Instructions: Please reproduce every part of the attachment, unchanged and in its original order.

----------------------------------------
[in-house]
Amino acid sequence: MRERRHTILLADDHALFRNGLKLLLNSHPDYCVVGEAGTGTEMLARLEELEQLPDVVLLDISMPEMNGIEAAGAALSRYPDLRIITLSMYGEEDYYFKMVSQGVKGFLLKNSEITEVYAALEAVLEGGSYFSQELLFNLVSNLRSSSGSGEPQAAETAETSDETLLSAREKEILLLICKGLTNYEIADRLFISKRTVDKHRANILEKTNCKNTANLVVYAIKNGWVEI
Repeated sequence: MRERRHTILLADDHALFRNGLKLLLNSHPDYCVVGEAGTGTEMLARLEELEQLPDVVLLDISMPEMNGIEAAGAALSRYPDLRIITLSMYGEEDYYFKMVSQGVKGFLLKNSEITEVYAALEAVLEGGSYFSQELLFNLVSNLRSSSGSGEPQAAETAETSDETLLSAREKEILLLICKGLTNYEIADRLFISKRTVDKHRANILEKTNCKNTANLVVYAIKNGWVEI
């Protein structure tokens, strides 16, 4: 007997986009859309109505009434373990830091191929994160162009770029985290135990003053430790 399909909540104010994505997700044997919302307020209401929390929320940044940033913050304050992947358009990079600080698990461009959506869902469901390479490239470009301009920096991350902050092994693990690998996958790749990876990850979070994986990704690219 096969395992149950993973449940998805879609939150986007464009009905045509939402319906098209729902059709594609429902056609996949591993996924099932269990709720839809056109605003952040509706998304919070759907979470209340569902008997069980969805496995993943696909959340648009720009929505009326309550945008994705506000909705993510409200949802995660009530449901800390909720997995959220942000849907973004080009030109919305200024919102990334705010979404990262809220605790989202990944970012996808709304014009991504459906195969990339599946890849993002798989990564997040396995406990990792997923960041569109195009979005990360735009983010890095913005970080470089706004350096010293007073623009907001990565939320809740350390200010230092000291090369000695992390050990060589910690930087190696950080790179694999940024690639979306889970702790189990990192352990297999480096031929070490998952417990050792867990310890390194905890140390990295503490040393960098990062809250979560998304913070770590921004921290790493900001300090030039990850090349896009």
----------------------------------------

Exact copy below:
[in-house]
Amino acid sequence: MRERRHTILLADDHALFRNGLKLLLNSHPDYCVVGEAGTGTEMLARLEELEQLPDVVLLDISMPEMNGIEAAGAALSRYPDLRIITLSMYGEEDYYFKMVSQGVKGFLLKNSEITEVYAALEAVLEGGSYFSQELLFNLVSNLRSSSGSGEPQAAETAETSDETLLSAREKEILLLICKGLTNYEIADRLFISKRTVDKHRANILEKTNCKNTANLVVYAIKNGWVEI
Repeated sequence: MRERRHTILLADDHALFRNGLKLLLNSHPDYCVVGEAGTGTEMLARLEELEQLPDVVLLDISMPEMNGIEAAGAALSRYPDLRIITLSMYGEEDYYFKMVSQGVKGFLLKNSEITEVYAALEAVLEGGSYFSQELLFNLVSNLRSSSGSGEPQAAETAETSDETLLSAREKEILLLICKGLTNYEIADRLFISKRTVDKHRANILEKTNCKNTANLVVYAIKNGWVEI
């Protein structure tokens, strides 16, 4: 007997986009859309109505009434373990830091191929994160162009770029985290135990003053430790 399909909540104010994505997700044997919302307020209401929390929320940044940033913050304050992947358009990079600080698990461009959506869902469901390479490239470009301009920096991350902050092994693990690998996958790749990876990850979070994986990704690219 096969395992149950993973449940998805879609939150986007464009009905045509939402319906098209729902059709594609429902056609996949591993996924099932269990709720839809056109605003952040509706998304919070759907979470209340569902008997069980969805496995993943696909959340648009720009929505009326309550945008994705506000909705993510409200949802995660009530449901800390909720997995959220942000849907973004080009030109919305200024919102990334705010979404990262809220605790989202990944970012996808709304014009991504459906195969990339599946890849993002798989990564997040396995406990990792997923960041569109195009979005990360735009983010890095913005970080470089706004350096010293007073623009907001990565939320809740350390200010230092000291090369000695992390050990060589910690930087190696950080790179694999940024690639979306889970702790189990990192352990297999480096031929070490998952417990050792867990310890390194905890140390990295503490040393960098990062809250979560998304913070770590921004921290790493900001300090030039990850090349896009």